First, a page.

As a longtime endometriosis sufferer diagnosed years after seeking answers to my debilitating symptoms (menstrual cramps, pelvic pain, fatigue, nausea and shooting pain in my legs), neither I nor any of my doctors suspected a correlation between my frustrating stomach bloat and endometriosis pain.
Coincidentally, endometriosis bloat is the only visible symptom of this chronic illness. We can use makeup to mask our fatigue and a smile to hide excruciating pain, but a bloated abdomen demands to be seen unless you move north for the summer or opt to make muumuus a permanent fixture of your wardrobe (neither of which we recommend as real solutions, btw). And bloating has a knack for affecting intimacy in new relationships when your early morning “normal stomach” suddenly looks as though you’re carrying a bowling ball under your pajamas.
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For me, endo bloat is extremely painful — stretching my skin to its limit — and oftentimes embarrassing. It requires close monitoring, exercise and making serious dietary changes. Even though I know my food triggers, it can be hard to turn down peanut butter M&Ms at the movie theater or Red-Vines to get through a deadline. When that happens, the last thing I want to wear is clothing that clings too closely to my midsection — because this otherwise silent health condition is responsible for making me look like I’m with child (a common refrain from endo sufferers).
I wish I had known years ago that there are preventative measures I can take to reduce endo bloat. Finding real solutions in online communities has been a game-changer for me. Not only can I adjust my daily gut health routine in real time based on suggestions from fellow endo warriors, but I finally see myself reflected in their endo bloat selfies on social media.
We spoke with six other people with endometriosis about how endo bloat affects their lives, what they do to manage the pain and their go-to sources to reduce a flare up. Sharing information has changed the way I live with my own endometriosis and has empowered me with tools to manage this lifelong disease. Based on their recommendations, I’m anxiously awaiting an online package with some goodies to try out the next time bloating tries to get the best of me.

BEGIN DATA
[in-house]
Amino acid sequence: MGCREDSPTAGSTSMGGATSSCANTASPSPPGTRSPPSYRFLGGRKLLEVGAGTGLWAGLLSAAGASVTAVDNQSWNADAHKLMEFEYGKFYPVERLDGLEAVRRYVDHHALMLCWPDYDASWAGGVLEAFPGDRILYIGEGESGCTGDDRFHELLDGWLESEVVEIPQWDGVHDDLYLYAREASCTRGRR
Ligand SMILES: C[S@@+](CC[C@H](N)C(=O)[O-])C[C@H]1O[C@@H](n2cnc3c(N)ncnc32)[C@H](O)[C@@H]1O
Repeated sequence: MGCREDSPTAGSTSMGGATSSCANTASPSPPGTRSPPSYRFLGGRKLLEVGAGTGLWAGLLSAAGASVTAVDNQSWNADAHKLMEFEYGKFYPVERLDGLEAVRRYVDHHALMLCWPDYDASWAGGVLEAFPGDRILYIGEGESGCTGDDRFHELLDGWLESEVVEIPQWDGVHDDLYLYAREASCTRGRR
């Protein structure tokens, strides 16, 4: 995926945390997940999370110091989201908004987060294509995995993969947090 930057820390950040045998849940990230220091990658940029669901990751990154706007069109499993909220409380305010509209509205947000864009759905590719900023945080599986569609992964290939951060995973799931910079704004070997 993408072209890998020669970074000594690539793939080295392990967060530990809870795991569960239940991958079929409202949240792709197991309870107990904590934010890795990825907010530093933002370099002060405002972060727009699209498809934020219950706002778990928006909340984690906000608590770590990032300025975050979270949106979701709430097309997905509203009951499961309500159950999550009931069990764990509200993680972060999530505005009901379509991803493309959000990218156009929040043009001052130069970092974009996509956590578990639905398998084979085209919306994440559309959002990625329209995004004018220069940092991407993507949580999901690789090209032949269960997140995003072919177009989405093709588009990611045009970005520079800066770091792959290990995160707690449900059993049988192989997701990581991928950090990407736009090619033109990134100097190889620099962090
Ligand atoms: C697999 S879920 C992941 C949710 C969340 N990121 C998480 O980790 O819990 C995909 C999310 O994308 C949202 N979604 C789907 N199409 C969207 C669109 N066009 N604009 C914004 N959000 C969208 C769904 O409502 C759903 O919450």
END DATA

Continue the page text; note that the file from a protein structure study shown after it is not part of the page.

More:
Essential oils and an anti-inflammatory diet
“Before I was diagnosed with endo last February, I would experience endo bloat without knowing exactly what it was. The bloat usually lasts no more than two hours, but it’s crazy how in the morning I can have a flat stomach and by evening I look six months pregnant. The swelling isn’t up high like when you’re full from eating too much; it’s low like a pregnant belly. Most of the time, it’s just uncomfortable but when it’s painful, it’s painful!
“I use essential peppermint and digize oils and stay away from mushrooms and garlic when I’m eating. I also use heat packs and ibuprofen when I really need it.” — Liz D., 27
Activated charcoal and ginger tea
“I have yet to pinpoint what causes my flares. It varies — some days it’s my food choices, while others it’s my alcohol consumption, physical activity or even stress. Some of my flare-ups are mild, while others have affected my ability to walk so much that I need crutches.
“Some days I can manage. Other days I lay out on the floor in pain and a cold sweat — dizzy, nauseated and experiencing numbness in my limbs. Endo has exacerbated my anxiety and depression, but I do my best to push through with the help of antidepressants and therapy. Education and connecting with other endo warriors has been the best medicine. Endo used to be a flaw. Now it’s my badge of honor. To manage, I take activated charcoal supplements to absorb gases in the belly, soak in hot baths using Epsom salt and use heating pads (both electrical and disposable). I also drink ginger tea and increase water intake, but avoid dairy, fried foods, sweets and foods high in sodium. I have yet to find a miracle method to treat my flares and bloating — I just manage. I keep notes on my diet and symptoms to discuss with my doctors during appointments. I also see a pain management doctor every two to three months and found that to be very beneficial since I don’t want to become reliant on pain medications.” — Kai BP, 34